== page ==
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Preview — Grand Pursuit by Sylvia Nasar
Grand Pursuit: A History of Economic Genius
That said, this is a book that was almost doomed to meet its expectations or thesis. The economic thinkers, while all important (thou...more
It’s well known that Thomas Carlyle, a 19th century British historian, is credited with first calling economics “the dismal science.” What’s much less widely appreciated is that this derogatory label was well justified when he set the phrase down on paper in 1849.
Until well into the 19th century, as Sylvia Nasar shows so clearly in Grand Pursuit, economics was, indeed, dismal. The gloomy predictions of Thomas Malthus dominated discu...more
The book opens in the year 1842 in Charles Dickens’ London. Dickens himself set out to awaken men’s souls to the hardships of the working class in the hopes that something would be done to ease their p...more
Nasar deals with these questions by telling about people, like Marx, Beatrice (NOT Beatrix) Potter Webb, Schumpeter, Hayek, and most especially Maynard Keyn...more
Lo que nos cuenta. Desde mediados del siglo XIX hasta comienzos del XXI, repaso de la vida e ideas, económicas principalmente (pero también muy sociales, políticas e incluso personales), de varios de los referentes y líderes de opinión de sus respectivas épocas, como Dickens, Marx, Keynes, Schumpeter, Hayek y Friedman entre otros, con la intención de mostrar la evolución del pensamien...more
Several reviewers felt let down by Nasar's treatment being too broad, or not supplying new answers. And I think that is the point of Nasar's work - the pursuit of the grand remains a pursuit. Human motivations are far more complex than what will lend themselves to economists, planners, bureaucrats, and politicians meddling in det...more
The author does a good job of depicting the history of e...more
By Sylvia Nasar
Published by Simon & Schuster
Grand Pursuit is an exploration of economic scholars, ideology and development over the past two century’s. Drawing upon the great political, economic and literary thinkers of the times, Nasar exposes the gritty realities of industrialized nations and the theories on wealth, poverty and unemployment that continue to confound our world leaders today.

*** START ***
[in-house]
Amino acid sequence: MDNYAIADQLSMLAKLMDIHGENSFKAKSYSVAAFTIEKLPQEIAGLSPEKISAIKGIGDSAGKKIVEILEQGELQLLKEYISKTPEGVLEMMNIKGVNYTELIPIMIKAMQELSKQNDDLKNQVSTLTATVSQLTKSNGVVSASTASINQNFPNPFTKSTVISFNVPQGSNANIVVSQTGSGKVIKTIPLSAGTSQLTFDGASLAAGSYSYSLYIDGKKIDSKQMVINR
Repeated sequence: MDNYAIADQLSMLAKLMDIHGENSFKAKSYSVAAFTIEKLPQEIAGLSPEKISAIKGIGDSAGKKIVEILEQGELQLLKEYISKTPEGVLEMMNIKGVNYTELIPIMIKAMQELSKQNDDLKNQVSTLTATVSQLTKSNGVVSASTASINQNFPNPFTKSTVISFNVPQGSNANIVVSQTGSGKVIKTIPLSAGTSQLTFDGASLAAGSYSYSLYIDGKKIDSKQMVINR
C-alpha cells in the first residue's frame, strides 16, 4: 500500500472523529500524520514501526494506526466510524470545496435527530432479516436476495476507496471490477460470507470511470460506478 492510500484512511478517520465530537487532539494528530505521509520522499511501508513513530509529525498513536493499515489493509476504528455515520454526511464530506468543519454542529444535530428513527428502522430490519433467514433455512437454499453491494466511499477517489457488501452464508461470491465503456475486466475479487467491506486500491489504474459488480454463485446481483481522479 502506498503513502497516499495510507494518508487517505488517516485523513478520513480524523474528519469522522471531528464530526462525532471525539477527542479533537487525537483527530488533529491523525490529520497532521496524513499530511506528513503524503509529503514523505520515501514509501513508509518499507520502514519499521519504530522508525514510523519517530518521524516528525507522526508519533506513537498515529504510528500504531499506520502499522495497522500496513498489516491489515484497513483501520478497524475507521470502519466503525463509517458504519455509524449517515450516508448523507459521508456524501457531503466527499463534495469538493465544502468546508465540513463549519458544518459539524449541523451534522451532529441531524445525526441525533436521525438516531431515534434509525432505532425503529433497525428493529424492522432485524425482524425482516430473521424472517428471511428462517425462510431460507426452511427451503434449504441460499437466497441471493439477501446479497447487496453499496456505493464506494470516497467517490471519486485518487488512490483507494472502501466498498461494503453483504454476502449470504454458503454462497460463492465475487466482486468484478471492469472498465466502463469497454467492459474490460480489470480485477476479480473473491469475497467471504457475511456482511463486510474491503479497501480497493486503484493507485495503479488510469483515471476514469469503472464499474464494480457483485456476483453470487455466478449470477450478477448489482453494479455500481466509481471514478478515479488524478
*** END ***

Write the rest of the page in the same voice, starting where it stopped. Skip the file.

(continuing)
Thoroughly researched and expansive in its coverage, Nasar provides biographical and pri...more
I mostly read non-fiction and I enjoy political and historical books with boring numbers, dates and statistics, but this is something else.
I'm not really familiar with the history of economics. I know a bit about economics, enough to get me through the publicly available details of the 2008 crisis. However, this is about history as much as it is about economics. It's how all these principles came to be. It's the countries, houses, families,...more
evolution of economic thought. Nasar explains the theoretical contributions of most of the acknowledged leaders of economics but the elaboration of the historical setting in which the writers developed and def...more
But I was captivated from the start, from the opening chapter on Dickens and Malthus, and the inception of economic thinking, which today, we all take for granted (even if we equate all|most economists as indistinguishable from nincompoops). Nasar references *A Farewell to Alms* by Greg...more
Sylvia Nasar starts her history of economic thought unconventionally, with British author Charles Dickens and his story A Christmas Carol. Her point is that Britain in the 1840s is one of the earliest times and places in which the extreme poverty of the majority no longer seemed to be permanent. Earlier economists, such as Thomas Malthus, thought that the poverty of the majority was inevitable, as birth rates adjusted to economic circumstances to keep the majority very poor.
Nasar is to be co...more
What I found most fascinating about this work was what it revealed regarding the personal lives of Karl Marx, Friedri...more